The nails went into the table only after Twilight had quintuple-checked her measurements there. It wouldn’t do to have irregular runes and spacing, no no no. This book was important. It’d given her so much amusement, it was only fitting that she treat it with respect, which meant making sure everything was exactly as it was in the original. She needed to be precise.
The strings were tied on next. Twilight left enough room on one side to slide parchment in and out from under the grid. Taking one of her failures, she jotted down a few lines of runes, keeping them in the spaces. One rune per grid square. Well, rectangle, actually. When she drew the parchment back out, it looked good. She measured it. It was good. It was straight. It was precise. She needed to be precise.
Finally, she got to writing down the words themselves on a new sheet of parchment. She went slowly, making sure the runes weren’t just the same size, but they all had same thickness, too. With her luck, she’d get to the bottom of the page, only to find that the runes all had uneven pen strokes. That would be terrible. It’d probably drive her insane. She couldn’t have that. She needed to be precise.
And suddenly, she was at the end. She laid her quill down, pulled the parchment out from under the grid, and-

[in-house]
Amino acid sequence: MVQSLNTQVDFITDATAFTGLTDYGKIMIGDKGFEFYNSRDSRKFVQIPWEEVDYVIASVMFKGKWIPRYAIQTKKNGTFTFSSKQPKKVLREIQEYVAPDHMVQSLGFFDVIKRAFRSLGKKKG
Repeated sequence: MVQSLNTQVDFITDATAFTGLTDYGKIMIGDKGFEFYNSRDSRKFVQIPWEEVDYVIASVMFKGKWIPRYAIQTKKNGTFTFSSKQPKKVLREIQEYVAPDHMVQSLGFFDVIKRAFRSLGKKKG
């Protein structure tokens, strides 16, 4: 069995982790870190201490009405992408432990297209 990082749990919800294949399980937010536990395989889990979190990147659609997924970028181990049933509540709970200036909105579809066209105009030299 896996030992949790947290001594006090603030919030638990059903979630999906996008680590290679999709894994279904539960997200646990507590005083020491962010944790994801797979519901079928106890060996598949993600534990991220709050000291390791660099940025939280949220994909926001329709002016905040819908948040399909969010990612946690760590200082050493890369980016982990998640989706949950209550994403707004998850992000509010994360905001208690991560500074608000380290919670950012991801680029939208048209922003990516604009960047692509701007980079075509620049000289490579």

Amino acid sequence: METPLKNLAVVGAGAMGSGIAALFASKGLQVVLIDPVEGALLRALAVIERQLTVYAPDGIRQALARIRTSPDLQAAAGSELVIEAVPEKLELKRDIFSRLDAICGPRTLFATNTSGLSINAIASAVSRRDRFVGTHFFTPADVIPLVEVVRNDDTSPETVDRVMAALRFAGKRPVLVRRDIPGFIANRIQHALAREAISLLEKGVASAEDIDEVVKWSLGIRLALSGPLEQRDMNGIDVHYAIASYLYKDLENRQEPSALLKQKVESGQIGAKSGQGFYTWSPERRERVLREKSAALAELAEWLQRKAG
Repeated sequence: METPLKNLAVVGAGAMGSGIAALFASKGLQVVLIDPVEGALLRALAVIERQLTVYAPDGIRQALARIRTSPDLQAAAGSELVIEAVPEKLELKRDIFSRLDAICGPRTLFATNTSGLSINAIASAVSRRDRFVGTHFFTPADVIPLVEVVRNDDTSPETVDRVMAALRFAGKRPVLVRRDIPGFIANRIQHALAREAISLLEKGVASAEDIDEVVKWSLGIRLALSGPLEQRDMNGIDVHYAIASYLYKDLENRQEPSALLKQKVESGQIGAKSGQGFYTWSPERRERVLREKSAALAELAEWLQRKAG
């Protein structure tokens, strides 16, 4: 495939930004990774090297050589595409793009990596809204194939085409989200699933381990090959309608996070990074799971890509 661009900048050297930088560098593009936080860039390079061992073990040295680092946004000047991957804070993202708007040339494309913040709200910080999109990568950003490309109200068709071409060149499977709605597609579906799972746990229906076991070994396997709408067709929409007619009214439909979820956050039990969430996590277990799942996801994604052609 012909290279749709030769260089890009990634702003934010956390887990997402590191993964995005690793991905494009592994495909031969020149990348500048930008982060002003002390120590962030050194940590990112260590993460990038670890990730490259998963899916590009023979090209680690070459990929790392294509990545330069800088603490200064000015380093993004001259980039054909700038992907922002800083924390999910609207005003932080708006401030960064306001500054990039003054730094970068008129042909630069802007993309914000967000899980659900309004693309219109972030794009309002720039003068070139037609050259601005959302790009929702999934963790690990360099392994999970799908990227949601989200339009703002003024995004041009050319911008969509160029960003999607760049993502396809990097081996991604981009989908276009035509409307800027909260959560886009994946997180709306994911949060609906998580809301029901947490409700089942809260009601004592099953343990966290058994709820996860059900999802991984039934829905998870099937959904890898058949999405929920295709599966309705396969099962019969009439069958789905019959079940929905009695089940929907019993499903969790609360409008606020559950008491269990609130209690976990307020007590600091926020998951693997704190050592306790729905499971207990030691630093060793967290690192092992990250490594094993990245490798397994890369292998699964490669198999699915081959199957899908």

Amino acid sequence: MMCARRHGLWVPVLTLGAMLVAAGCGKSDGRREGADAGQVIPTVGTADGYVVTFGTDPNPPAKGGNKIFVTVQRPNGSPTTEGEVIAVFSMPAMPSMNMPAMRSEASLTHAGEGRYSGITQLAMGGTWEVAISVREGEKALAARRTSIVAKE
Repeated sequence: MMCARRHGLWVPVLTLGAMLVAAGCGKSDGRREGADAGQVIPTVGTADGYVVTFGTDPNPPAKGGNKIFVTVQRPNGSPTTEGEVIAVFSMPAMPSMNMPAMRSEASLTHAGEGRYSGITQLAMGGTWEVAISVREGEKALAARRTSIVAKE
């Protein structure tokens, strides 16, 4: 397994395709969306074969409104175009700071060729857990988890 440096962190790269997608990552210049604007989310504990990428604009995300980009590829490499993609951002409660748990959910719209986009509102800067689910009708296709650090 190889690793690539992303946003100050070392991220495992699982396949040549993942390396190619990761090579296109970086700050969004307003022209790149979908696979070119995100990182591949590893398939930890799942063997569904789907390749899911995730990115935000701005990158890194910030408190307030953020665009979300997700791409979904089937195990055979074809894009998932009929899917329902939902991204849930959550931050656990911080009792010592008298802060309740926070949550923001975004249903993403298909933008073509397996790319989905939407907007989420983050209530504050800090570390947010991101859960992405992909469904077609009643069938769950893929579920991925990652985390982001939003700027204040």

It was perfect. It was neat and carefully spaced and straight and regular and free of mistakes and precise.
Twilight’s heart began pounding in her ears. She’d finally managed to not screw up? She closed her eyes, looked a few more times. Each time, it was perfect. She stood up, took a walk around the room. Stopped to look at the picture. It was perfect. Got back to her desk, looked at the parchment. It was perfect. It was precise.
She couldn’t hold back a grin. Finally. She was done.
With the first page, anyway.
Her horn ached. She’d get to the other pages later, make sure they were as precise as this one, but for now, she needed to take a break. She stood up, stretched, and headed for the door. Maybe there was some chocolate in the kitchen she could pillage.
Then she stopped, took a few steps back, and tilted her head at the door. She tilted it the other way. Tilted it back.
It might’ve been her imagination, but it looked like the doorframe was tilted slightly to the left.
Hesitantly, she half-pulled on the door and let go. It swung freely until it bumped lightly against the wall. Hesitantly, she half-pushed on the door and let go. It swung freely until it bumped lightly against the doorframe.
Twilight looked at the doorframe again and laughed in relief. Her work must’ve been getting to her. The frame wasn’t tilted slightly to the left at all. It was tilted slightly to the right.